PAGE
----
The other night, I was two hours into my quest to take down Seven Ashina Spears, a notoriously difficult miniboss in Sekiro: Shadows Die Twice. It was frustrating, but fun, and I was just a little distracted, which made it harder. While I played, I talked with my friend Eddie over the PlayStation 4’s voice chat while he made his way through Bloodborne—Sekiro developer From Software’s previous title—for the first time.
I gave Eddie tips, a little spoiler-free direction, and explained how stats work. “I can’t believe it took me this long to get into this,” he said. “It’s all thanks to Sekiro.”
I’d been trying to get Eddie to play Bloodborne for years. I knew he’d love it, but he’d always play for an hour or so then put it down, saying it was too difficult and strange. Then he played Sekiro for two hours and something clicked.
Sekrio: Shadows Die Twice is the latest game from Dark Souls developer From Software. The “Souls-like” or “Soulsborne” series—which includes Dark Souls 1 through 3, Demon’s Souls, Bloodborne, and now Sekrio—is one of the most rewarding franchises in gaming. All of these titles share game design features that result in the player dying a lot (like, a lot a lot) at the hands of powerful enemies, but eventually succeeding through practice and occasionally a bit of luck.
Eddie’s not the only one to get turned on to the From Software formula through Sekiro after passing on the previous titles. Two of my Motherboard colleagues were also lukewarm on the Souls series but love Sekiro. They haven’t picked up Bloodborne or Dark Souls again (yet), but I suspect they’d have a much better time now.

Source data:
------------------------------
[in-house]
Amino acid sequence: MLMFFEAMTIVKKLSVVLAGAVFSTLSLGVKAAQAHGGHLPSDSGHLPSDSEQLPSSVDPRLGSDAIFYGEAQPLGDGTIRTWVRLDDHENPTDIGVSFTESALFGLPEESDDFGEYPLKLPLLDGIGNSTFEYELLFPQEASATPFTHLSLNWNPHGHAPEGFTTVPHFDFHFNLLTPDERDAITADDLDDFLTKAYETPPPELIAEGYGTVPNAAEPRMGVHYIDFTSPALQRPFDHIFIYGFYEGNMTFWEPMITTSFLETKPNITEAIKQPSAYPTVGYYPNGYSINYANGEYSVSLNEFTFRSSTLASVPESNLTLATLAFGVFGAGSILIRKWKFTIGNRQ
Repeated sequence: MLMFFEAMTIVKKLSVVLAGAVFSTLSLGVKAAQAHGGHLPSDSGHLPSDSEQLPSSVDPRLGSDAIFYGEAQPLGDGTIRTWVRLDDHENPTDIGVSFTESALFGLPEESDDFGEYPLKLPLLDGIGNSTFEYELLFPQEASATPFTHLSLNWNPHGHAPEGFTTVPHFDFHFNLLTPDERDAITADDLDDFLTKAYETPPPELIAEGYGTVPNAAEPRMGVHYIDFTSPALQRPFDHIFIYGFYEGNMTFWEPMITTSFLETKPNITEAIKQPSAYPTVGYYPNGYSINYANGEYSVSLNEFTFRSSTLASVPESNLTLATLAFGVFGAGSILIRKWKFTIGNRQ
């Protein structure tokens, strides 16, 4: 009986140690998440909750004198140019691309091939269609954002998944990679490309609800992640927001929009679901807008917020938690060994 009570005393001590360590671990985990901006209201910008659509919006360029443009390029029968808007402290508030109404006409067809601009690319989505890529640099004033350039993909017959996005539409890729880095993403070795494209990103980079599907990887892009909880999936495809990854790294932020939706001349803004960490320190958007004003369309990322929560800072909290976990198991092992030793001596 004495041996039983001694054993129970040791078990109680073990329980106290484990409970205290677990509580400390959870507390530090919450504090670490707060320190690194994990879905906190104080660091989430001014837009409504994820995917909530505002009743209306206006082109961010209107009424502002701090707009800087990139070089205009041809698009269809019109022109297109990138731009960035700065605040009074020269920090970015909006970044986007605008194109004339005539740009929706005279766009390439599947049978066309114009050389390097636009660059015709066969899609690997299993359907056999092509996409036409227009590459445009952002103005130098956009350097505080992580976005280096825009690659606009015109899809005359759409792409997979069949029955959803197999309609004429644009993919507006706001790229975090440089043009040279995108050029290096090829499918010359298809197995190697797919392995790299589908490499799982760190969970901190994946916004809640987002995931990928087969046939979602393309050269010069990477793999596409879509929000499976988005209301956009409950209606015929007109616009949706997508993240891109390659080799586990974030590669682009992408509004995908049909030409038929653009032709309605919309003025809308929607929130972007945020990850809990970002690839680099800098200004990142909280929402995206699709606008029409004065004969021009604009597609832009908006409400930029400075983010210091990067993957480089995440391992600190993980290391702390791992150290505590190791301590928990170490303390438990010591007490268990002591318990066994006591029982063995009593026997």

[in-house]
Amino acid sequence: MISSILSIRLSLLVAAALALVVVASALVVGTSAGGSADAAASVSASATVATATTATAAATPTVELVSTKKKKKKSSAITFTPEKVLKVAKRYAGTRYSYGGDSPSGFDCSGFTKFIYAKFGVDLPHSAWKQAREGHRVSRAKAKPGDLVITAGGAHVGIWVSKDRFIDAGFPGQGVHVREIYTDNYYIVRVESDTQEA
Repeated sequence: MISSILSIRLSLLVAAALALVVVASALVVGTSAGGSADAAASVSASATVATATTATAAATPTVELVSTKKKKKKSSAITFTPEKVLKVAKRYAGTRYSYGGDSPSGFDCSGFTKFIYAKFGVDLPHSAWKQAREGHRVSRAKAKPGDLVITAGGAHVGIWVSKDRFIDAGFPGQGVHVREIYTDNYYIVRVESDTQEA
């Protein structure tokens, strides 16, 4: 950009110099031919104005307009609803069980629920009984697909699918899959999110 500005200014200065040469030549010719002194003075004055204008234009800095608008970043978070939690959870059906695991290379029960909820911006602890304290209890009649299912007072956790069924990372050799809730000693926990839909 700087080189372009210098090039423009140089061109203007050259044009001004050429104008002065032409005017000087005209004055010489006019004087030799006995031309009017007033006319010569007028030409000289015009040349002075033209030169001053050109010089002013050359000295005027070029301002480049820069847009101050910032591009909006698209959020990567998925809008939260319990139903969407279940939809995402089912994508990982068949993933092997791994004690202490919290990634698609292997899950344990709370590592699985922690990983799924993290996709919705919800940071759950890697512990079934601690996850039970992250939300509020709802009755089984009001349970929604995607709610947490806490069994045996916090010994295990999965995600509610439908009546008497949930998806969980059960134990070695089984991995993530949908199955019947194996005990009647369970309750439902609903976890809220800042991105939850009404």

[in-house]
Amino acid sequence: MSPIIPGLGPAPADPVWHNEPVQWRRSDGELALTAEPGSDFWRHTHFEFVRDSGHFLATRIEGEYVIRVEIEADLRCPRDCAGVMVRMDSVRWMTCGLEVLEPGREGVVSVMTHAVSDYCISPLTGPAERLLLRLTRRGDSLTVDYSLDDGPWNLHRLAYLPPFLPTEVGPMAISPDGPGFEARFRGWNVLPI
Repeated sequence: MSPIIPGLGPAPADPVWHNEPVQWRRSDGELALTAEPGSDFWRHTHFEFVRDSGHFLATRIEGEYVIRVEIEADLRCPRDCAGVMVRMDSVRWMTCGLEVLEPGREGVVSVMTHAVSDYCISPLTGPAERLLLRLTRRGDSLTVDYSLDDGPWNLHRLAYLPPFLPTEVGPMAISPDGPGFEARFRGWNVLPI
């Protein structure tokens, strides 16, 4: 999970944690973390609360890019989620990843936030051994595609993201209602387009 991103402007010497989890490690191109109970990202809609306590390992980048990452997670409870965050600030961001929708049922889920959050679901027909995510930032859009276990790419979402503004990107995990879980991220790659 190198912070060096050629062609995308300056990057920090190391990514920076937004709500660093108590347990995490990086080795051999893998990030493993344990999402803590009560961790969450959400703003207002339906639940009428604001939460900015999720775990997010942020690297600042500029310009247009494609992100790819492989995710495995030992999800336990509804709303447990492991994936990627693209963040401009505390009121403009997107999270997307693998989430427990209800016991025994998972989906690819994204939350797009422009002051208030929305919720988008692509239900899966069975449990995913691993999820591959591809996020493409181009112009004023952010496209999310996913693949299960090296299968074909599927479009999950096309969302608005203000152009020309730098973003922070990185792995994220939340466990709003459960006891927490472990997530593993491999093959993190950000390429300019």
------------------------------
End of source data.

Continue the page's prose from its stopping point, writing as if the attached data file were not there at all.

This is because Sekiro is more streamlined and user-friendly than its predecessors in dozens of big and small ways. Crucially, these changes don’t diminish the Souls-like formula in the least, but they also don’t unnecessarily torture the player. Sekiro is the perfect game to teach people how to play Dark Souls and its close relatives.
Sekiro: Shadows Die Twice is more welcoming to first-timers than Dark Souls
The first time I played Bloodborne, I spent hours slowly trying to make my way through the game’s starting area. I died repeatedly and persisted only because the aesthetic—a creepy gothic city that hints at deeper eldritch terror—entranced me. Demon’s Souls and Dark Souls are even more brutal. Both games dump the player into a confusing world, give brief summaries on what buttons do what, then send the player up against a boss that will murder them.
The message is clear from the jump—you’re going to die a lot in these games. It’s a message delivered so brutally that it can turn off a lot of first-time players.
Sekiro also begins with a tutorial that leads to a nigh-unbeatable boss, but Sekiro’s introduction is more thorough. The game takes the time to walk players through the basic systems of the game and gives them an opportunity to hone those skills before sending them to die against a powerful boss.
Sekiro is all about quality-of-life improvements in the Soulsborne genre. For example, players can use a totem teleport home at no cost, and at any time. In Bloodborne, teleporting home cost the player the experience they’d earned to that point and, unlike Sekiro, the items that let you teleport for free are consumable.